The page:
By late 2012 Africa was the home of three major Islamic radical groups, as well as some smaller ones. The largest of these was AQIM (Al Qaeda in the Islamic Maghreb) which formed in 2006 and had members from all over North Africa but mostly from Algeria. AQIM had the most money and weapons and used this to exercise some control over the other major radical groups. After a 2013 French led effort defeated a major Islamic terror group uprising in northern Mali AQIM not only survived intact but helped the smaller Islamic terror groups to survive as well and by 2017 form another Al Qaeda affiliate; JNIM (Jama’at Nusrat al-Islam wal-Muslimin) which included largely sub-Saharan Islamic terrorists. While the Boko Haram Islamic terrorists in northern Nigeria sided with ISIL (or remained independent) many others in central Africa were more comfortable with al Qaeda, which tended to provide jobs and pay its bills on time. ISIL did neither very well but got its member killed quickly, often in spectacular fashion. That was more of a niche market when it came to Islamic terrorism.

AQIM survived and thrived because they had lots of cash from drug smuggling and kidnapping. That gave AQIM a lot of power, both to buy weapons and hire locals. Many new recruits deserted as their employers fled the advancing French in January 2013. The French led invasion was a crushing blow to AQIM, just like the Yemen offensive in 2012 was to AQAP. None of the Islamic terrorists in Mali were the same after the French offensive in early 2013. But al Qaeda was best prepared to pick up the pieces and keep going. In the wake of the Mali disaster, AQIM relocated to southern Libya for a while. The third African al Qaeda franchise was another form of adaptation; al Shabaab in Somalia. Al Shabaab secretly joined al Qaeda in 2010 but its’ power peaked in 2012 and has been on the defensive ever since. The al Qaeda membership was revealed in 2012. One reason for that is the organization was split over aligning with al Qaeda, ISIL or remaining independent. The al Qaeda faction won, although there is still a smaller ISIL faction active.

AQAP (al Qaeda in the Arabian Peninsula) arose after the defeat of al Qaeda in Iraq and Saudi Arabia (where a lesser insurrection was quickly crushed). Many al Qaeda survivors fled to Yemen and formed AQAP in 2009 after the remnants of the Saudi al Qaeda organization (several thousand full and part-time members) fled to Yemen and merged with the Yemeni al Qaeda branch. AQAP also benefitted from hundreds of Iraqi al Qaeda members who arrived after the defeat of al Qaeda in Iraq in 2007-8. Growing unrest in Yemen (against the long-standing Saleh dictatorship) enabled AQAP to recruit locally and take over several towns in the south by 2011. That triggered more widespread violence which is still going on.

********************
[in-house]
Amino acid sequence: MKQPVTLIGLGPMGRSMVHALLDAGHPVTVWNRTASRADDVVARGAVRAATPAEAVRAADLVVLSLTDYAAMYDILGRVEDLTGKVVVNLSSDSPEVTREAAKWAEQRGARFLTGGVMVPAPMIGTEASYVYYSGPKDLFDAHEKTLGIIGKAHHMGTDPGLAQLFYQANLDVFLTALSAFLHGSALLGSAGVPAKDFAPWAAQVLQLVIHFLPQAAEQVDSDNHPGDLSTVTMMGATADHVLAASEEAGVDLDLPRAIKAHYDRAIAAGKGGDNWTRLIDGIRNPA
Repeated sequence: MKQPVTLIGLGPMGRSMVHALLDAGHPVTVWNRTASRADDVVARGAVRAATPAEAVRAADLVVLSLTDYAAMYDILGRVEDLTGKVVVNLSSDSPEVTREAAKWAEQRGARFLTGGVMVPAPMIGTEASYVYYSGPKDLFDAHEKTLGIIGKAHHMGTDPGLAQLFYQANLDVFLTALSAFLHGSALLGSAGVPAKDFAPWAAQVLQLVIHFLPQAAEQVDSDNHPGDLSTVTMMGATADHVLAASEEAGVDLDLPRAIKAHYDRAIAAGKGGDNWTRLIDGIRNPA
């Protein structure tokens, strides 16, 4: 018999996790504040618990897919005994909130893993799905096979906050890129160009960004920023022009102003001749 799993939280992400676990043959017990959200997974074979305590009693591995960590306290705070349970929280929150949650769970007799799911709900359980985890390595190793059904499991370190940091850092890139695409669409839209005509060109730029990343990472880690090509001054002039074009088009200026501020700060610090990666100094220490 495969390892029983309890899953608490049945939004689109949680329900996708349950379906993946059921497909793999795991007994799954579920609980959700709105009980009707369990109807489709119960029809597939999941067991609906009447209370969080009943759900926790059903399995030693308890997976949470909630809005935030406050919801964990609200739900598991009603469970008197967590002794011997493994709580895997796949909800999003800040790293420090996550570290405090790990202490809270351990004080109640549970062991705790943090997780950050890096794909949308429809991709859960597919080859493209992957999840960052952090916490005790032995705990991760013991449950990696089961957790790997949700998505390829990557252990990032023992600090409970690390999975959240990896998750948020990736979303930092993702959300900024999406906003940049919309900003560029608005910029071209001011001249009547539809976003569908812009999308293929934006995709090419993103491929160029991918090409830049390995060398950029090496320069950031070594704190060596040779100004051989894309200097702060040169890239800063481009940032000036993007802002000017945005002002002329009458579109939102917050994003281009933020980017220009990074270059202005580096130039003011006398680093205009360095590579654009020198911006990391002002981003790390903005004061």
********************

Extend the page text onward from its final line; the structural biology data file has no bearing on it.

Through it all, AQAP has survived if not exactly thrived. Despite the senior leadership remaining in Pakistan, the most active, and dangerous, international terrorism operations are coming out of AQAP. AQIM survives by becoming a drug gang that smuggles various narcotics to North Africa and Europe. As a result of this, al Qaeda is urging Islamic radicals everywhere to try and organize and carry out terrorism operations wherever they are. Thus even some large al Qaeda organizations (like the ones in Iraq and Syria) are devoting all their energies to killing people (mostly fellow Moslems) where they are and not in the West (which al Qaeda Central would prefer).

Al Qaeda is trying to survive the defeat of Islamic terrorist groups (mainly ISIL) in Syria. The main reason the rebels lost in Syria was the appearance of ISIL, which led to more fighting between rebel groups than with the Syrian government. That is another reason why ISIL is so unpopular throughout the Islamic world. Meanwhile, al Qaeda survived in Syria, first as al Nusra in 2012. In 2015 and 2016 al Nusra joined coalitions with other Islamic terrorists to deal with ISIL. Finally, in 2017 al Nusra declared itself to be the lead member of the HTS coalition, an organization that is still loyal to al Qaeda but insists it isn’t. HTS is trying to cut a deal with the Turks to get most of its members out of Syria alive (if disarmed). Adaptation.

AQIS (Al Qaeda in the Indian Subcontinent) was formed in 2014 and never really got going because its first major operation was to attack a Pakistani naval base, hijack a frigate and use it to attack American and Indian ships. This appears to have made al Qaeda unwelcome in Pakistan for several years. AQIS operations were moved to Afghanistan where they have been under constant attack. So far AQIS has been an expensive failure.

Where al Qaeda survives is where it establishes reliable ways of making money. This enables it to recruit, arm and train new members as well as organize and carry out attacks. Having reserves of cash allows al Qaeda factions to survive or even send personnel and money to help out other factions. What the money does not do is provide a way to break the cycle of failure and self-destruction Islamic terrorists have endured for over a thousand years.